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HealthyUT – June 2018

HealthyUT – June 2018

Wellness Warrior

The Wellness Warrior Award is given to individuals across campus who are nominated by their peers for leading by example and inspiring through action as they work to create a healthier lifestyle.

Daniel Del Toro, June 2018 Wellness Warrior

Daniel Del Toro, June 2018 Wellness Warrior

The Wellness Warrior for June is awarded to Daniel Del Toro, who serves as the Quality Improvement Coordinator for the Student Health Center. Daniel  recently joined the UT Family almost a year ago. His favorite hobbies include hiking, kayaking, weight training, and cooking.

Daniel’s motivation to live a healthier lifestyle comes simply from knowing the alternative. “I’ve tried the alternative…  It lead to an increase in depression, anxiety, and became a horrid cycle that often felt impossible to escape.” He credits his determination to overcome his past difficulties such as unhealthy eating and substance abuse for making the switch to healthier choices. Daniel explains, “after treatment I adopted a vastly different lifestyle of eating healthier, being open and honest about my past struggles, and being regularly physically active. This has helped me lose nearly 50+lbs, and I’ve never felt physically, mentally, or emotionally better in my life.” Daniel’s ability to remain focused on his health journey should serve as a reminder that it doesn’t matter where you start, but it matters how you finish.

Congratulations, Daniel, for your nomination and thank you for being such a motivating model of health and wellness.

Making the healthy choice is not always the easy choice. To nominate someone who you feel is deserving of the Wellness Warrior Award please fill out a nomination form.

Move More

Campus Walking Maps 

With students gone for summer break, take advantage of UT’s Campus Walking Maps since paths and sidewalks should be virtually clear! This is the perfect opportunity to figure out which route works best for you and ensures that you can continue throughout the following semesters. Since there are options of ½, 1, and 2 mile loops, the walking guides provided on our website take into account your location on campus and vary in lengths depending on the amount of free time you have. All walking maps can be found at this website , so please feel free to test them out!

Upcoming Community Events:    


Eat Smarter

Beware of Office Treats 

There have been several occasions where someone decides to treat the office to their famous chocolate chip cookies or everyone agrees to bring their best dishes to a potluck, but do you know how many calories you’re actually consuming? The CDC recently conducted a study and found that the average working adult consumes about 1300 empty calories per week from snacking in the office. Most of us don’t even realize how harmful eating that one slice of John’s special pecan pie can be to our bodies until it’s too late. To alleviate some of the guilt associated with office parties and potlucks, Be Well has put together a few recommendations when it comes to hosting meetings that also promote healthy food environments that can be found on our website here.  By implementing some small healthy changes, office potlucks and your 3 o’clock snack do not have to be completely eliminated, and will actually be more beneficial for your health in the long run.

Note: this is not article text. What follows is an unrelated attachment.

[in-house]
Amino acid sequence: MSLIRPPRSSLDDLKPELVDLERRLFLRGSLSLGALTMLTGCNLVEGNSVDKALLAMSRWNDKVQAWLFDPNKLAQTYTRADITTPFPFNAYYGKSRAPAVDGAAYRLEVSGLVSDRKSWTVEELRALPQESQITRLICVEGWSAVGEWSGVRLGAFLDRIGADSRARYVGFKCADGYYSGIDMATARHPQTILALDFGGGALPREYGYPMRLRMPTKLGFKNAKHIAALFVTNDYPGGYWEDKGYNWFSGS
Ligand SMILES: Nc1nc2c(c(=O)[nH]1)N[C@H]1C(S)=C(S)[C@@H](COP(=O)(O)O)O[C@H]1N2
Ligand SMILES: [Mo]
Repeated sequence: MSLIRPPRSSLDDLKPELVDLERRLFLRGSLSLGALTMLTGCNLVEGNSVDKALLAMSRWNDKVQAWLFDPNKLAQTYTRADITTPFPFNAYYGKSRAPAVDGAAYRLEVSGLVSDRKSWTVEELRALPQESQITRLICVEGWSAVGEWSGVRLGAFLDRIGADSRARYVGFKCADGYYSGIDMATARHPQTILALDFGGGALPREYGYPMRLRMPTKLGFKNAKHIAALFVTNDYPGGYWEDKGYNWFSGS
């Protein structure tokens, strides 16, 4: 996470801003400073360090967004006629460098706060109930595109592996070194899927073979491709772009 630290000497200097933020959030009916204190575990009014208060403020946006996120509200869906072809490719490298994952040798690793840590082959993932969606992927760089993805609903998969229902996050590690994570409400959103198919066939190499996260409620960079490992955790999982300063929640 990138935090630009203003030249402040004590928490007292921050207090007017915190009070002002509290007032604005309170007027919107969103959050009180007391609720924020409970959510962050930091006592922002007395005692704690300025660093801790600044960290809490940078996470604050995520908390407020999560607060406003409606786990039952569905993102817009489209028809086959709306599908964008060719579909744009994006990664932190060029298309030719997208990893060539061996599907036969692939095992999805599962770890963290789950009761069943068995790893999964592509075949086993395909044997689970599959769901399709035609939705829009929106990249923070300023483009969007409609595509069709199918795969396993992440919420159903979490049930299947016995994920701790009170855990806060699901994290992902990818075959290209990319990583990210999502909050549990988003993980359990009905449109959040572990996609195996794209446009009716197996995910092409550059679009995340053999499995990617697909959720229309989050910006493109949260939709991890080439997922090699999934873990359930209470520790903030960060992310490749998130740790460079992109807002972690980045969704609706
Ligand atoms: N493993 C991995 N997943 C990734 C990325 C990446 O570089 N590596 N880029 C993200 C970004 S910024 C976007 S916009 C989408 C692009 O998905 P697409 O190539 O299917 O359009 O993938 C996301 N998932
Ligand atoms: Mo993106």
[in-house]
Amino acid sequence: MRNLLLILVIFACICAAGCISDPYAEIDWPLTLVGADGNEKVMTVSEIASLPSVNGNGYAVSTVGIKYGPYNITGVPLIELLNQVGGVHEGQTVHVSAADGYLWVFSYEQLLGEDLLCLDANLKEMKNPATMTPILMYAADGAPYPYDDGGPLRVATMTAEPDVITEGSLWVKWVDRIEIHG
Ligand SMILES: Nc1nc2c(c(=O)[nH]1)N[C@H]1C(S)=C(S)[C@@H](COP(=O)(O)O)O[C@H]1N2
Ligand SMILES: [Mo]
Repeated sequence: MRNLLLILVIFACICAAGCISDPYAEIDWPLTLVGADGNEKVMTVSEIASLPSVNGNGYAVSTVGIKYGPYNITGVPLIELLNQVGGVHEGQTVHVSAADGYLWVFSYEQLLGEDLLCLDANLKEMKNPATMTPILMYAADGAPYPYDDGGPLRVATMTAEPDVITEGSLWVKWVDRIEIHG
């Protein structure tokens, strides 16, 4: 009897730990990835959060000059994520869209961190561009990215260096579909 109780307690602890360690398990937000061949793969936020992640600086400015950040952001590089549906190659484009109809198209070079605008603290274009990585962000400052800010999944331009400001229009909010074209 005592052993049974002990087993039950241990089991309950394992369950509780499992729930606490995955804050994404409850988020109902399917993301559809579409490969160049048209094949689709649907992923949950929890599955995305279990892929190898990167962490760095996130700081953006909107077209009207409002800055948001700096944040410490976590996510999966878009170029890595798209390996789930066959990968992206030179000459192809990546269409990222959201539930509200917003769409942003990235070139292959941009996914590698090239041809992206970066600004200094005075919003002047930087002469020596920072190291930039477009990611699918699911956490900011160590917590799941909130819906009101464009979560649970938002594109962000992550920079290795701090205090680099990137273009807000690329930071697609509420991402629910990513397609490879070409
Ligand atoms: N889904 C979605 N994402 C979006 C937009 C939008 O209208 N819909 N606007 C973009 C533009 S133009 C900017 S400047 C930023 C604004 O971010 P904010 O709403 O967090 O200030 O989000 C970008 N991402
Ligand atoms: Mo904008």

Recipe of the Month: 
The Ultimate Cheap, Easy, and Healthy Meal: Vegetarian Split Pea Soup

Upcoming Events:    

  • July 10 – Employee Field Day
Source: Snacking at Work Article ,

Be Mindful 

Tips to Prevent Heat Stress When Working Outdoors 

The hot summer heat can be almost unbearable at times in East TN, so it’s imperative that you take the necessary precautions when working or doing physical activities outdoors. In order to avoid heat stress, follow these simple rules:

Drink plenty of water before you begin work and drink often during the workday.

Avoid drinking caffeine or alcohol before and during your time in the heat.

Acclimate yourself to working in the heat. Gradually increase your workload and take more frequent breaks during the first week of work and after you’ve been away from work for a week or more. Gradual exposure to heat gives the body time to become accustomed to higher environmental temperatures.

Know your limitations, including your age and physical condition. Discuss with your health care provider how medications may affect your tolerance to heat.

Know the signs of heat stroke, which include headache, nausea, dizziness, weakness, heat cramps and heat rash.

Environmental Health and Safety will be taking temperature and humidity readings at various locations on campus throughout the summer. This information will be shared with affected departments to assist supervisors and workers in managing heat-related illnesses.

The US Occupational Safety and Health Administration has a heat stress safety app that helps you calculate the heat index of your worksite and displays the risk level for outdoor workers. The app works on both Android and iOS devices. More information is available on the OSHA website.

For guidance on heat stress prevention or to learn more about it, visit the Environmental Health and Safety website, call 865-974-5084, or email

Source: Environmental Health and Safety website 

The HealthyUT Newsletter is a monthly publication where events, information, and resource to support healthy lifestyles will be shared with the UT Knoxville Community.  It will serve as our communication with our campus community as we try to make the healthy choice the easy choice.

 Be Well.